Besides which, it's not like Netflix's switch from Akamai to Level 3 took Verizon by surprise, as you suggest, since it happened way back in 2010 and has been working fine for most of that time. If there was a problem resulting from the switch, it would have come up before now. Which is to say, this isn't a "Wow! Level 3's traffic is suddenly skyrocketing and we can't keep up!" situation. Rather, it's almost certainly a, "Hey, that Comcast company had a good idea to try getting money out of both sides...let's see if we can do it too!" situation, given the timing of it all.

* A quick aside: I'm well aware that Verizon also maintains a Tier 1 network, but Tier 1 networks rarely connect directly to end users. That's what lower-tier networks do. Moreover, the defining characteristic of a Tier 1 network is that it enjoys free peering with other Tier 1 networks. As such, the Verizon network being discussed here is clearly not their Tier 1 network, but rather a lower-tier one they control (e.g. a Tier 2 or 3 network) that has direct access to their end customers.

about a week ago
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Apple Agrees To $450 Million Ebook Antitrust Settlement

Anubis IV Re:LMAO (91 comments)

By no means was I suggesting Amazon's actions absolve Apple of anything.

That said, you're only considering the one side of the market (i.e. whether they are abusing their near-monopoly), whereas I was addressing the other side of the market (i.e. whether they are abusing their near-monopsony). Just as it's illegal for a company to abuse their dominant position to force prices up since people lack alternative choices to purchase, so too is it illegal for a company to abuse their dominant position to force down the prices they're paying when their suppliers lack alternative choice to sell to. Negotiating is fine, but when you're essentially the only company buying, you have a legal responsibility to not abuse your position in those negotiations. The danger there is that they can keep forcing prices down to levels that are unsustainable for their suppliers.

Amazon does not seem to be abusing their near-monopoly, but they are almost certainly abusing their near-monopsony.

about a week ago
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Apple Agrees To $450 Million Ebook Antitrust Settlement

Anubis IV Re:LMAO (91 comments)

Setting aside Apple for the moment, there's nothing "theoretical" about Amazon engaging in actions of this sort. They've been doing it as long as Apple has, at least.

Using most favored nation clauses and the agency model, which is exactly what got Apple in trouble: http://www.selfpublishingrevie...
Leveraging their near-monopsony to try and gouge the publishers: http://www.teleread.com/ebooks...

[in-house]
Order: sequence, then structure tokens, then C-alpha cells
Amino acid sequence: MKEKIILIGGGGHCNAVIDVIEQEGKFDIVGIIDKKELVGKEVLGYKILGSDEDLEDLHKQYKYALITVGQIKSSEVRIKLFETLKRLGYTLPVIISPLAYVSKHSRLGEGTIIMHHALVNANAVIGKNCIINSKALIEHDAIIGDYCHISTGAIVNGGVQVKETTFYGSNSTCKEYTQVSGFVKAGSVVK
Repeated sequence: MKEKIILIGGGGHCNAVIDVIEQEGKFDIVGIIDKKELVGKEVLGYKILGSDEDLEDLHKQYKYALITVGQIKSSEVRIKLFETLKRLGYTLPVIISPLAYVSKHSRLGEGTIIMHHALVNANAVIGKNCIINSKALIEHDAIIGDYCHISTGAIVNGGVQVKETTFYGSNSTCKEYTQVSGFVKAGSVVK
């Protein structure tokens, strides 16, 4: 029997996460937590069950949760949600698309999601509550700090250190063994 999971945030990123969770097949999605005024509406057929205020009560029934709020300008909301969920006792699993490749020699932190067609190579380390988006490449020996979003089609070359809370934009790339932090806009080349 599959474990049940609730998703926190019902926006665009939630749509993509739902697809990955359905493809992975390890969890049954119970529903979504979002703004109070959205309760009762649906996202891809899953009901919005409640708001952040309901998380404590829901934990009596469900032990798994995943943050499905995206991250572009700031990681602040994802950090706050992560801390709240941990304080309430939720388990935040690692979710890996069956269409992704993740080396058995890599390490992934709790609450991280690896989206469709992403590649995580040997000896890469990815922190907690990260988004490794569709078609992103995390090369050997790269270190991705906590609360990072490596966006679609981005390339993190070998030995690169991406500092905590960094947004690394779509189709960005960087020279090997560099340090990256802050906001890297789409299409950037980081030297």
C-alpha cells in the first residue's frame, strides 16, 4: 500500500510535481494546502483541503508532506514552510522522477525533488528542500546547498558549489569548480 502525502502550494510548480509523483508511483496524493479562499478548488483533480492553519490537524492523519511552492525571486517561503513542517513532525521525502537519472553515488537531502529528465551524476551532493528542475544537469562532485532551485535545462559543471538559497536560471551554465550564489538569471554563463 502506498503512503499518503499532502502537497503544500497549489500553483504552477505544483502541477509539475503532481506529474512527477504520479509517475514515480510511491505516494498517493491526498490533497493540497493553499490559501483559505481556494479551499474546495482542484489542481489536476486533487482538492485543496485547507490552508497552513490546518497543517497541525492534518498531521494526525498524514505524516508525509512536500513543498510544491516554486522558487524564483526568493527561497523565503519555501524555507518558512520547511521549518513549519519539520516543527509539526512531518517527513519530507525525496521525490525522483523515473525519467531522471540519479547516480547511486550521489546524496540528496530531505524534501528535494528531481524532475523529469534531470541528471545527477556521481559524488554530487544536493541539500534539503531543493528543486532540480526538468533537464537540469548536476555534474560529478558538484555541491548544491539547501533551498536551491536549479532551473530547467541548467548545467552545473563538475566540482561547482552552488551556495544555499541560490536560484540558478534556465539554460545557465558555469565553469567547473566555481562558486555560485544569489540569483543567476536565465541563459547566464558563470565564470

Making hard-to-implement immediate demands when the publishers pushed back: http://www.thepassivevoice.com...
Delisting multiple publishers during re-negotiations: http://time.com/110412/amazon-...
Jacking shipping times from a few days to 3-5 weeks: http://www.washingtonpost.com/...
The author's guild is outright accusing Amazon of violating the Sherman Antitrust Act: http://bits.blogs.nytimes.com/...

Spend 30 seconds Googling around. You'll be shocked at what all Amazon has already done when it comes to this industry, and it's only been getting worse in recent years. It's like looking inside the door at a sausage factory: you'd have wished you never looked.

about a week ago
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Apple Agrees To $450 Million Ebook Antitrust Settlement

Anubis IV Re:Cost of doing business (91 comments)

He's partially correct. A large part of the issue was that they were accused of colluding in this regard. Another part, however, was that they combined Most Favored Nation clauses and the Agency Model for doing business. Neither of those latter two are considered illegal, in and of themselves, but together with the each other and the collusion that was alleged (e.g. there's a story about the execs from the publishers and Apple all getting together at a boathouse to talk), they were considered a form of price fixing. Effectively, the case made against them alleged that the publishers were being told, "You all get to control your own prices. All we demand is that you make sure we have the lowest price, or else that you jack up other's prices to match ours. Oh, and *nudge nudge* you're all making these decisions at the same time as each other."

Negotiating en masse isn't illegal, nor are MFN clauses or an agency model. But combining them all together, particularly if you suggest to the folks on the other side of the table that they work together for their mutual benefit? You run into some issues doing that.

about a week ago
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Apple Agrees To $450 Million Ebook Antitrust Settlement

Anubis IV Re:Cost of doing business (91 comments)

My guess is that they benefited far more than 450 million dollars from this.

The entire eBooks market was only making $3 billion in revenue in each of 2012 and 2013. And I think we'll all agree that the market of today is much larger than it was back in 2010, when Apple and the iPad entered the scene with their combination of an Agency Model and Most Favored Nation clauses, which were deemed to be anticompetitive when used together.

  Apple's share of the market in 2010 was somewhere between 10% and 20%, depending on who you believe (most suggest it was 10%, but let's go with 20% for the sake of argument, since it'd mean they'd have made more money). So, if we use 2012's numbers (which, again, will be larger than 2010's actual numbers), their revenue would have only been $600 million at most during that time. I'll admit that I am not an accountant, so I may be misusing these numbers, but as I understand it, their 30% cut for the agency model would be taken out of the $600 million, meaning they'd receive roughly $180 million in a year.